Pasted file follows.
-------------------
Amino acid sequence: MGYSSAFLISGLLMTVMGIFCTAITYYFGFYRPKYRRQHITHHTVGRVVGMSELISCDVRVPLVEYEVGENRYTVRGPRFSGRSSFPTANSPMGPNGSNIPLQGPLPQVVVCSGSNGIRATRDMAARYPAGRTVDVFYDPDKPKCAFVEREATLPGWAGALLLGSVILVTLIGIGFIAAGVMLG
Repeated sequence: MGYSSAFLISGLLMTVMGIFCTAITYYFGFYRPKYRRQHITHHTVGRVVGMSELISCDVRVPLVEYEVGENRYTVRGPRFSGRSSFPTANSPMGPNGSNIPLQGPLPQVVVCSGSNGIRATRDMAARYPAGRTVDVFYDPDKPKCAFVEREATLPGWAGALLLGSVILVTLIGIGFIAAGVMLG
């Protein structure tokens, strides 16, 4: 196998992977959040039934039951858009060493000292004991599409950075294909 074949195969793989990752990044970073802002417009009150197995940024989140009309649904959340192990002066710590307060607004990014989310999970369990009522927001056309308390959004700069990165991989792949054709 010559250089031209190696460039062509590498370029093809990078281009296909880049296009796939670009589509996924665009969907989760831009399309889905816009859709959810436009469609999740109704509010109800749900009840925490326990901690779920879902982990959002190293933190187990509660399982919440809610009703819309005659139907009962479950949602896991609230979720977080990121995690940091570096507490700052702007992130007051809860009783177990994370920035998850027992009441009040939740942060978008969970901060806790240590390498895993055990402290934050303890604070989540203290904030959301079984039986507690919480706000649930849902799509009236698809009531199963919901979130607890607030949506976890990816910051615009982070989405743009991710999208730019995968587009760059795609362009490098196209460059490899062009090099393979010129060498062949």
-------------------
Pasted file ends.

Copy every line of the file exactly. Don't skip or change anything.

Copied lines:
Amino acid sequence: MGYSSAFLISGLLMTVMGIFCTAITYYFGFYRPKYRRQHITHHTVGRVVGMSELISCDVRVPLVEYEVGENRYTVRGPRFSGRSSFPTANSPMGPNGSNIPLQGPLPQVVVCSGSNGIRATRDMAARYPAGRTVDVFYDPDKPKCAFVEREATLPGWAGALLLGSVILVTLIGIGFIAAGVMLG
Repeated sequence: MGYSSAFLISGLLMTVMGIFCTAITYYFGFYRPKYRRQHITHHTVGRVVGMSELISCDVRVPLVEYEVGENRYTVRGPRFSGRSSFPTANSPMGPNGSNIPLQGPLPQVVVCSGSNGIRATRDMAARYPAGRTVDVFYDPDKPKCAFVEREATLPGWAGALLLGSVILVTLIGIGFIAAGVMLG
């Protein structure tokens, strides 16, 4: 196998992977959040039934039951858009060493000292004991599409950075294909 074949195969793989990752990044970073802002417009009150197995940024989140009309649904959340192990002066710590307060607004990014989310999970369990009522927001056309308390959004700069990165991989792949054709 010559250089031209190696460039062509590498370029093809990078281009296909880049296009796939670009589509996924665009969907989760831009399309889905816009859709959810436009469609999740109704509010109800749900009840925490326990901690779920879902982990959002190293933190187990509660399982919440809610009703819309005659139907009962479950949602896991609230979720977080990121995690940091570096507490700052702007992130007051809860009783177990994370920035998850027992009441009040939740942060978008969970901060806790240590390498895993055990402290934050303890604070989540203290904030959301079984039986507690919480706000649930849902799509009236698809009531199963919901979130607890607030949506976890990816910051615009982070989405743009991710999208730019995968587009760059795609362009490098196209460059490899062009090099393979010129060498062949």